FOCUS AREA | AGRICULTURE WALK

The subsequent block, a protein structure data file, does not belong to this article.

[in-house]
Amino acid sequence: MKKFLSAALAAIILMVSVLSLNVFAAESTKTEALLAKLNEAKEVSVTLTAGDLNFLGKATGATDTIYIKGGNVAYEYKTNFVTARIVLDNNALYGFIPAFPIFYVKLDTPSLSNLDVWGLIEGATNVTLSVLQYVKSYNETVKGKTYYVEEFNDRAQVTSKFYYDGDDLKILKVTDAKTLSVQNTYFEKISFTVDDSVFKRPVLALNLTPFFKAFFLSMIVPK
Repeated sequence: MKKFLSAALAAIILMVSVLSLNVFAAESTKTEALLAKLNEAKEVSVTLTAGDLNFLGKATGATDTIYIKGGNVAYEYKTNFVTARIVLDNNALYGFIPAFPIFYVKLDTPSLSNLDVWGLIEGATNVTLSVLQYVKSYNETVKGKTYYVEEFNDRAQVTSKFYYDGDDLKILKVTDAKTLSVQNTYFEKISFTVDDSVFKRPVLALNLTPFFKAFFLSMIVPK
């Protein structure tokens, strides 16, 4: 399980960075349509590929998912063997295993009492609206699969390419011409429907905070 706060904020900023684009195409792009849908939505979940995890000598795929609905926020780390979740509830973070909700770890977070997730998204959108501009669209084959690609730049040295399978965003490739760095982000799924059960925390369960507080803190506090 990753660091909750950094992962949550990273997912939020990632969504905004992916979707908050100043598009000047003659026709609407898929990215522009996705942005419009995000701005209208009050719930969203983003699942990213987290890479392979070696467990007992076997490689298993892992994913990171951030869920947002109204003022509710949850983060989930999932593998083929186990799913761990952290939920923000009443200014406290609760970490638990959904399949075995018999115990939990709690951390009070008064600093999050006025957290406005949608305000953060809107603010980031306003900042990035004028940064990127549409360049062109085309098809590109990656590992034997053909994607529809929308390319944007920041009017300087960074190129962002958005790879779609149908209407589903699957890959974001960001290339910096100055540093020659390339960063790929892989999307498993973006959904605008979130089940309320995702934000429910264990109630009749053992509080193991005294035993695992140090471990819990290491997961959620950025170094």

This ethnobotanic garden walk highlights the species and technological developments that characterized agricultural cultivation in this area, from the domesticated native species and water channels of the Hohokam to the introduced Old World species of the Spanish padres and later settlers. A gradient of different species shows the slow change over time, as some species drop in and out of favor, native species that have been domesticated take on a new character, and species that are especially popular and useful multiply in their number and importance over time. This area of Arizona is of special importance in the development of agriculture practices in the Southwest, and especially North America, and this agriculture walk provides a visceral experience for visitors, demonstrating species both familiar and novel that sustained early settlers in these communities. Another aspect of interpretation is the channels and irrigation adjacent to the created Santa Cruz Interpretive Trail, which harvests runoff from the parking lot during storm events and distributes the water throughout and along the site. These microbasins and channels can demonstrate, whether dry or wet, some of the techniques that early settlers used to harvest the Santa Cruz River for their own purposes, while simultaneously connecting the site to the actual Santa Cruz River that lies just outside of the bounds of the park, but plays such an important role in the history and development of this site.